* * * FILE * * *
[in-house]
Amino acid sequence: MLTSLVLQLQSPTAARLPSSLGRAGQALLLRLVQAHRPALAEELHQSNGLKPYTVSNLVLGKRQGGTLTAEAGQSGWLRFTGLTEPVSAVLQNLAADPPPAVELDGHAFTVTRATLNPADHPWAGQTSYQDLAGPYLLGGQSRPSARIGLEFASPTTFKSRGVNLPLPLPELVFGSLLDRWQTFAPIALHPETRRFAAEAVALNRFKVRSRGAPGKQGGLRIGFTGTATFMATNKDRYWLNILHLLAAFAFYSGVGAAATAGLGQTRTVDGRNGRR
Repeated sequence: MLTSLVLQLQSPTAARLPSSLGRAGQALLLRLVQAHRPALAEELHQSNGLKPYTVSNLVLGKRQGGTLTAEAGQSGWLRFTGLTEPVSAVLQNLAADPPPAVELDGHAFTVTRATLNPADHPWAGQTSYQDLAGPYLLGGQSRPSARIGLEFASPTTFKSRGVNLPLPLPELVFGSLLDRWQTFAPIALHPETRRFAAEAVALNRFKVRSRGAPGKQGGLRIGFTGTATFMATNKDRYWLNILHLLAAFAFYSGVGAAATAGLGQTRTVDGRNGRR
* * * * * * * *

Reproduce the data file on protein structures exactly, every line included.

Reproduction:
[in-house]
Amino acid sequence: MLTSLVLQLQSPTAARLPSSLGRAGQALLLRLVQAHRPALAEELHQSNGLKPYTVSNLVLGKRQGGTLTAEAGQSGWLRFTGLTEPVSAVLQNLAADPPPAVELDGHAFTVTRATLNPADHPWAGQTSYQDLAGPYLLGGQSRPSARIGLEFASPTTFKSRGVNLPLPLPELVFGSLLDRWQTFAPIALHPETRRFAAEAVALNRFKVRSRGAPGKQGGLRIGFTGTATFMATNKDRYWLNILHLLAAFAFYSGVGAAATAGLGQTRTVDGRNGRR
Repeated sequence: MLTSLVLQLQSPTAARLPSSLGRAGQALLLRLVQAHRPALAEELHQSNGLKPYTVSNLVLGKRQGGTLTAEAGQSGWLRFTGLTEPVSAVLQNLAADPPPAVELDGHAFTVTRATLNPADHPWAGQTSYQDLAGPYLLGGQSRPSARIGLEFASPTTFKSRGVNLPLPLPELVFGSLLDRWQTFAPIALHPETRRFAAEAVALNRFKVRSRGAPGKQGGLRIGFTGTATFMATNKDRYWLNILHLLAAFAFYSGVGAAATAGLGQTRTVDGRNGRR